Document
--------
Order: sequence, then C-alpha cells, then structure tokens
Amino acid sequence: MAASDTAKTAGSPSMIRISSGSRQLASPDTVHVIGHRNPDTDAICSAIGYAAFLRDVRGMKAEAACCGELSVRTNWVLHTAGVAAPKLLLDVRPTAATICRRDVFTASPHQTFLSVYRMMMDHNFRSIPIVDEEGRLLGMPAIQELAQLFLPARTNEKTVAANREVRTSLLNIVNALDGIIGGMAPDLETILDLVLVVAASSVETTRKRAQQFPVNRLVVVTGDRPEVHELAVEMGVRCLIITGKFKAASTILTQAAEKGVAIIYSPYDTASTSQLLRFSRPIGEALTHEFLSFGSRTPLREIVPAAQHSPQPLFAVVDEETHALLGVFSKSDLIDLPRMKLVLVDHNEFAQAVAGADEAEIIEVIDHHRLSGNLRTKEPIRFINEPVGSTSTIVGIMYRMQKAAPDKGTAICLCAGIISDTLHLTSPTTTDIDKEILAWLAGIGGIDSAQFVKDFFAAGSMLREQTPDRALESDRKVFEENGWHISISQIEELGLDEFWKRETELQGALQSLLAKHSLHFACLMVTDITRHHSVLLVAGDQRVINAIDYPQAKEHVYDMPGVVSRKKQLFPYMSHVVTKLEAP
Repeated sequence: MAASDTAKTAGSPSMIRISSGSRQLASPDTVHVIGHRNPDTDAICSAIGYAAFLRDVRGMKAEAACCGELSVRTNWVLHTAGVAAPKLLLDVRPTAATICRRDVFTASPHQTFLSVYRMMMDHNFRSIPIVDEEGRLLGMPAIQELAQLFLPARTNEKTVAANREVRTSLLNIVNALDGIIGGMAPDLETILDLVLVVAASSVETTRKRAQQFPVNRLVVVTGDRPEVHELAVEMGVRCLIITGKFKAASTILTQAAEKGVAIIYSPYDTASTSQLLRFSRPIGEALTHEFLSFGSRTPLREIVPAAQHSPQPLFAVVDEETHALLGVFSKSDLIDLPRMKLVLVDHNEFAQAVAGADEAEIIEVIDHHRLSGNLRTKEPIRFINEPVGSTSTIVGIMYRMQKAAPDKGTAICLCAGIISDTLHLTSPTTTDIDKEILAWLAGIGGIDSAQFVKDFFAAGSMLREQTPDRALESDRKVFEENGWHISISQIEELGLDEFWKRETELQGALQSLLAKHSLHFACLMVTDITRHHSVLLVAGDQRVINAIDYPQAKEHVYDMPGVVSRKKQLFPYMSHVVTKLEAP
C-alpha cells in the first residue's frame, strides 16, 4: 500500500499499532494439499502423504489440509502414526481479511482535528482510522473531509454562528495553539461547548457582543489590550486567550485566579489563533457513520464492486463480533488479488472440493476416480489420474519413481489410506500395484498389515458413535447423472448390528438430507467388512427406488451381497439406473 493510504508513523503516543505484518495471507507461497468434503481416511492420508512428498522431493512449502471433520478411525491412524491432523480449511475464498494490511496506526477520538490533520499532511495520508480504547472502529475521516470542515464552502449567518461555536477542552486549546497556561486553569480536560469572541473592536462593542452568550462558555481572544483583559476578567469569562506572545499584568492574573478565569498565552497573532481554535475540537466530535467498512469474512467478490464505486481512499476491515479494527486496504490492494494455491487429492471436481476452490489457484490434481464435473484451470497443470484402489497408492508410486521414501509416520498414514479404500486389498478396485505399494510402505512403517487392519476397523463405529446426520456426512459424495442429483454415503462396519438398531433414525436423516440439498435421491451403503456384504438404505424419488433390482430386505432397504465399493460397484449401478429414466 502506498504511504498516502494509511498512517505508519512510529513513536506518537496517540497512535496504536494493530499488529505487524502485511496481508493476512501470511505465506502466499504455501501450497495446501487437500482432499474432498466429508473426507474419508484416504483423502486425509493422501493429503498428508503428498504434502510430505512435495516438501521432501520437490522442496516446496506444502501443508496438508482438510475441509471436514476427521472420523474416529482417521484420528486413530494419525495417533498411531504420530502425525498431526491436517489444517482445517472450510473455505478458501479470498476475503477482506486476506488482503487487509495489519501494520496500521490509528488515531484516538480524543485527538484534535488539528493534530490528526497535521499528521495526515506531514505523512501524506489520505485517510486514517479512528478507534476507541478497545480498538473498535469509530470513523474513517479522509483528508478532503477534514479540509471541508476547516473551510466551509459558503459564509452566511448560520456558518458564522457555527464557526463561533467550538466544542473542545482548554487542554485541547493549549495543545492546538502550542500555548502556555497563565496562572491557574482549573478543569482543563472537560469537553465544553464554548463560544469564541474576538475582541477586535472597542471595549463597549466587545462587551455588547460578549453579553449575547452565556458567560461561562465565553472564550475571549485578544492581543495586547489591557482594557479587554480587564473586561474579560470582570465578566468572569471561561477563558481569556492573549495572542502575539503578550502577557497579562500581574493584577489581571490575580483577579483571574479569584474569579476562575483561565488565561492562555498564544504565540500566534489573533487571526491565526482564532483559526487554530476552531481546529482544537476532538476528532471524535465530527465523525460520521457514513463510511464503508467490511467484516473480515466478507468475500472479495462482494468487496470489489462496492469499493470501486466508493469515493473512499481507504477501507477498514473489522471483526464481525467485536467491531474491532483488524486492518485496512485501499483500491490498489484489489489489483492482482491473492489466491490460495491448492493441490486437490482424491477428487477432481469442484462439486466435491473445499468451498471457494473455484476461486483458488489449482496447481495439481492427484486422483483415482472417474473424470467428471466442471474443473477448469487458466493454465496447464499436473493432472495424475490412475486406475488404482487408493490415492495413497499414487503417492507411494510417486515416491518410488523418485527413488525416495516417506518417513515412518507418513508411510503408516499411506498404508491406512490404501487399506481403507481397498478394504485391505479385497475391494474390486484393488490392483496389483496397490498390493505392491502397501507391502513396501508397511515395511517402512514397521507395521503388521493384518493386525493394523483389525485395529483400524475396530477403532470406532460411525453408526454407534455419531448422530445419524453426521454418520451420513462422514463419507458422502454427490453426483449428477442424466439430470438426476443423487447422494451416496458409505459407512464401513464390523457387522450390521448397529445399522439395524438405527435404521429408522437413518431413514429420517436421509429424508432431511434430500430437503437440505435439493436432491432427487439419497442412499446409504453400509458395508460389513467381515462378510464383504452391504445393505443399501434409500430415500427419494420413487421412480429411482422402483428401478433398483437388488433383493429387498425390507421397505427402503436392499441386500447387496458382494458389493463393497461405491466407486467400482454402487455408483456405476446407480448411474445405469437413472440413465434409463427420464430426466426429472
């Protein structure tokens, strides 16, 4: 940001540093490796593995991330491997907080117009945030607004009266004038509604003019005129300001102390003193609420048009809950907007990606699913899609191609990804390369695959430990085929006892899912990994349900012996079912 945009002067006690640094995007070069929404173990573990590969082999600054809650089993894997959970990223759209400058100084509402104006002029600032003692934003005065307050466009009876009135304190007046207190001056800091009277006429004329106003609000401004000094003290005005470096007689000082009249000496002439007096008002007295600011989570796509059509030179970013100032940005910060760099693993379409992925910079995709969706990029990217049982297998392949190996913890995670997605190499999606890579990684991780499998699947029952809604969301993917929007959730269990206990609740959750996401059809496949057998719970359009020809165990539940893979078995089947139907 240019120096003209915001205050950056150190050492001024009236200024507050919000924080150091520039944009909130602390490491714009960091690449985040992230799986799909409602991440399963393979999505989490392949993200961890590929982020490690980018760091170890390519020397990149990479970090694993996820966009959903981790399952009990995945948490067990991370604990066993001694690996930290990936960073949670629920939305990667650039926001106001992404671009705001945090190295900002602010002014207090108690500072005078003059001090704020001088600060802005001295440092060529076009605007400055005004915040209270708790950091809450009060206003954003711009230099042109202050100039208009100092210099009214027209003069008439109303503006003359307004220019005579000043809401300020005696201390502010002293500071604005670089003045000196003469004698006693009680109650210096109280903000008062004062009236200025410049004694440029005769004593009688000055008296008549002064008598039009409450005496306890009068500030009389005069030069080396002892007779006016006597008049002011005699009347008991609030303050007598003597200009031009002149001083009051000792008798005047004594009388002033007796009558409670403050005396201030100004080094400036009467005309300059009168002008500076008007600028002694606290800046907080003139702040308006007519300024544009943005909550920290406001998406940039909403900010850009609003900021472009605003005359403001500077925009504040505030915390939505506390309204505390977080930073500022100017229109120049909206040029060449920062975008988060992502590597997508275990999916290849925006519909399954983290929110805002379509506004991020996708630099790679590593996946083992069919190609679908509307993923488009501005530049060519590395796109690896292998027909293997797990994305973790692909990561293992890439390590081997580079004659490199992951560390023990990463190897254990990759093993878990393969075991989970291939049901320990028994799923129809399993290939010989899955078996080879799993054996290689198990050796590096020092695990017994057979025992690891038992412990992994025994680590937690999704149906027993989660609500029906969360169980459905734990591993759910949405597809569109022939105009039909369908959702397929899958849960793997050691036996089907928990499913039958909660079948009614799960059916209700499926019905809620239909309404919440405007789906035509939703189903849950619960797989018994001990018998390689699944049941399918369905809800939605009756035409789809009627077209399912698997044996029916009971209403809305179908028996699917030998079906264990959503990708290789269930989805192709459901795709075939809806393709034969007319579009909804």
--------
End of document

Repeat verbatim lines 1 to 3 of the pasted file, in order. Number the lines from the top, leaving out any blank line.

Order: sequence, then C-alpha cells, then structure tokens
Amino acid sequence: MAASDTAKTAGSPSMIRISSGSRQLASPDTVHVIGHRNPDTDAICSAIGYAAFLRDVRGMKAEAACCGELSVRTNWVLHTAGVAAPKLLLDVRPTAATICRRDVFTASPHQTFLSVYRMMMDHNFRSIPIVDEEGRLLGMPAIQELAQLFLPARTNEKTVAANREVRTSLLNIVNALDGIIGGMAPDLETILDLVLVVAASSVETTRKRAQQFPVNRLVVVTGDRPEVHELAVEMGVRCLIITGKFKAASTILTQAAEKGVAIIYSPYDTASTSQLLRFSRPIGEALTHEFLSFGSRTPLREIVPAAQHSPQPLFAVVDEETHALLGVFSKSDLIDLPRMKLVLVDHNEFAQAVAGADEAEIIEVIDHHRLSGNLRTKEPIRFINEPVGSTSTIVGIMYRMQKAAPDKGTAICLCAGIISDTLHLTSPTTTDIDKEILAWLAGIGGIDSAQFVKDFFAAGSMLREQTPDRALESDRKVFEENGWHISISQIEELGLDEFWKRETELQGALQSLLAKHSLHFACLMVTDITRHHSVLLVAGDQRVINAIDYPQAKEHVYDMPGVVSRKKQLFPYMSHVVTKLEAP
Repeated sequence: MAASDTAKTAGSPSMIRISSGSRQLASPDTVHVIGHRNPDTDAICSAIGYAAFLRDVRGMKAEAACCGELSVRTNWVLHTAGVAAPKLLLDVRPTAATICRRDVFTASPHQTFLSVYRMMMDHNFRSIPIVDEEGRLLGMPAIQELAQLFLPARTNEKTVAANREVRTSLLNIVNALDGIIGGMAPDLETILDLVLVVAASSVETTRKRAQQFPVNRLVVVTGDRPEVHELAVEMGVRCLIITGKFKAASTILTQAAEKGVAIIYSPYDTASTSQLLRFSRPIGEALTHEFLSFGSRTPLREIVPAAQHSPQPLFAVVDEETHALLGVFSKSDLIDLPRMKLVLVDHNEFAQAVAGADEAEIIEVIDHHRLSGNLRTKEPIRFINEPVGSTSTIVGIMYRMQKAAPDKGTAICLCAGIISDTLHLTSPTTTDIDKEILAWLAGIGGIDSAQFVKDFFAAGSMLREQTPDRALESDRKVFEENGWHISISQIEELGLDEFWKRETELQGALQSLLAKHSLHFACLMVTDITRHHSVLLVAGDQRVINAIDYPQAKEHVYDMPGVVSRKKQLFPYMSHVVTKLEAP